It’s with great sadness that I note the passing of a giant in our field, Dr. Richard Cook. His memory will live on through his huge body of work and the countless ways he’s impacted our thinking and practice as SREs.
Here’s a wonderful tribute to the many ways Dr. Cook has advanced our field and others.
John Allspaw — Adaptive Capacity Labs
This seems like a fitting time to feature Dr. Cook’s seminal treatise here again.
Dr. Richard Cook
A good argument could be made either way, but what really caught my eye was this (emphasis mine):
Responding to incidents should distract as few people as reasonably possible. Organisations should be shooting for minimum viable participation, whilst still responding effectively, to allow them to retain focus.
Chris Evans — incident.io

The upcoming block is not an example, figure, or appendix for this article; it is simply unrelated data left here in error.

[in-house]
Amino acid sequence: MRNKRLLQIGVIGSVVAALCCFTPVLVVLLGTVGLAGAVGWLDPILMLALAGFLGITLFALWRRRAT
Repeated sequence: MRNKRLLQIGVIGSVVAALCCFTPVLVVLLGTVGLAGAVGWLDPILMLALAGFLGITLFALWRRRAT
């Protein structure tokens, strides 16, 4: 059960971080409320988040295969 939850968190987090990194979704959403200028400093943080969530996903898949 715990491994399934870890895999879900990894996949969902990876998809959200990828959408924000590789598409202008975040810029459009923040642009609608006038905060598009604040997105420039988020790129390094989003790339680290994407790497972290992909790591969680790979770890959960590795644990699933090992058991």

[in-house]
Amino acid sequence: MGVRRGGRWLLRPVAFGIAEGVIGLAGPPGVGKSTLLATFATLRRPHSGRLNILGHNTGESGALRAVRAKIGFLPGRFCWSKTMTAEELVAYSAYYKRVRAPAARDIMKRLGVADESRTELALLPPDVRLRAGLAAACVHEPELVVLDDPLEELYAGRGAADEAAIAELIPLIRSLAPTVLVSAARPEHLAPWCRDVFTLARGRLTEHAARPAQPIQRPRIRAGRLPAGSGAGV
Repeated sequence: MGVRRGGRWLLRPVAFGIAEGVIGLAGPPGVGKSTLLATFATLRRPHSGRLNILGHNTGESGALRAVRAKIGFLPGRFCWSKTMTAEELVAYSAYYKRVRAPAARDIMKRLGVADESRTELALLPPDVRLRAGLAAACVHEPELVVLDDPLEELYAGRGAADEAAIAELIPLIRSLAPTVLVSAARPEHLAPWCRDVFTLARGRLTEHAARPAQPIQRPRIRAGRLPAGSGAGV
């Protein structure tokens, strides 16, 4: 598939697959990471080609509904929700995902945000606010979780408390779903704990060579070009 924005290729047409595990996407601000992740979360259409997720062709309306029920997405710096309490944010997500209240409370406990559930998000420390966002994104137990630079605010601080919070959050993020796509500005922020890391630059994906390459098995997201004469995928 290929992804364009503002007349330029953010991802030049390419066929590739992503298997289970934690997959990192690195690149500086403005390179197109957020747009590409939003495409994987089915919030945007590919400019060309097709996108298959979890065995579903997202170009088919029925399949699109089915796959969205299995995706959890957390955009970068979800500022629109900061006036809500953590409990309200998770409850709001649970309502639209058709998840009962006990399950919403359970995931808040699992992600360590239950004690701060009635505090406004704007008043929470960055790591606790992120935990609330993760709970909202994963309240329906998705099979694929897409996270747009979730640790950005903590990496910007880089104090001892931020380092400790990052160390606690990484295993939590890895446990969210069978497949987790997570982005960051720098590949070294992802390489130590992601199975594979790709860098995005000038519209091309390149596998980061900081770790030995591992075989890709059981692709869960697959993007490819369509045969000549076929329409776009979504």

Noticing a correlation between the adoption of SRE and cloud repatriation (moving apps out of the cloud), the author of this article asks, is there causation?
Lori Macvittie — Devops.com
I like the line this article draws between incident retrospectives and developing a PRR process, and also the emphasis on psychological safety.
Incidents reveal what your organization is good at and what needs improvement in your PRR processes.
Nora Jones — Jeli
Aperture is a new open source tool helps you prevent cascading failures using load-shedding and rate limiting.
BONUS CONTENT: Here‘s their article explaining how it works.